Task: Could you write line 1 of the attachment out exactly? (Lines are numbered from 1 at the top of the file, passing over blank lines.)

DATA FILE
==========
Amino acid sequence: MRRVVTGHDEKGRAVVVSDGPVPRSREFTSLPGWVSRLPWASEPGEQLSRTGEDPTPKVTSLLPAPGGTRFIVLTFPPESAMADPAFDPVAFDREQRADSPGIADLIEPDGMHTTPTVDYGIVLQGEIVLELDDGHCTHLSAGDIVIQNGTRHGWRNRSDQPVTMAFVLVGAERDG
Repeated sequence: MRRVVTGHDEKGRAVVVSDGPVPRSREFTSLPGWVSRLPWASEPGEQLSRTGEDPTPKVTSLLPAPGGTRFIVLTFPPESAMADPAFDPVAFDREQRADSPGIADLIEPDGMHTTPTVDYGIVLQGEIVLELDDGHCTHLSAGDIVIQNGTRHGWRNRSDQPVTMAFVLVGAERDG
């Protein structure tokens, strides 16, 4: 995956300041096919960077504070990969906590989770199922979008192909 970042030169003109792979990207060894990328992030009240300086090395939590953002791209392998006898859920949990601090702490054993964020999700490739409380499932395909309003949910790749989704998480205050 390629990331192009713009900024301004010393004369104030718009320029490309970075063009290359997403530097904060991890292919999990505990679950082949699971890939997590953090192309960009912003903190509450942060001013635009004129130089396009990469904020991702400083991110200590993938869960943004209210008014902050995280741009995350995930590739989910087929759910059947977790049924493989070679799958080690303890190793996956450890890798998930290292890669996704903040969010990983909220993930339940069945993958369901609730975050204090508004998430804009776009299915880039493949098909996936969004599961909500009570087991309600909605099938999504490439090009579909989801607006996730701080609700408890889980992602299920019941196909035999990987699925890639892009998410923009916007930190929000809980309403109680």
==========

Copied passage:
Amino acid sequence: MRRVVTGHDEKGRAVVVSDGPVPRSREFTSLPGWVSRLPWASEPGEQLSRTGEDPTPKVTSLLPAPGGTRFIVLTFPPESAMADPAFDPVAFDREQRADSPGIADLIEPDGMHTTPTVDYGIVLQGEIVLELDDGHCTHLSAGDIVIQNGTRHGWRNRSDQPVTMAFVLVGAERDG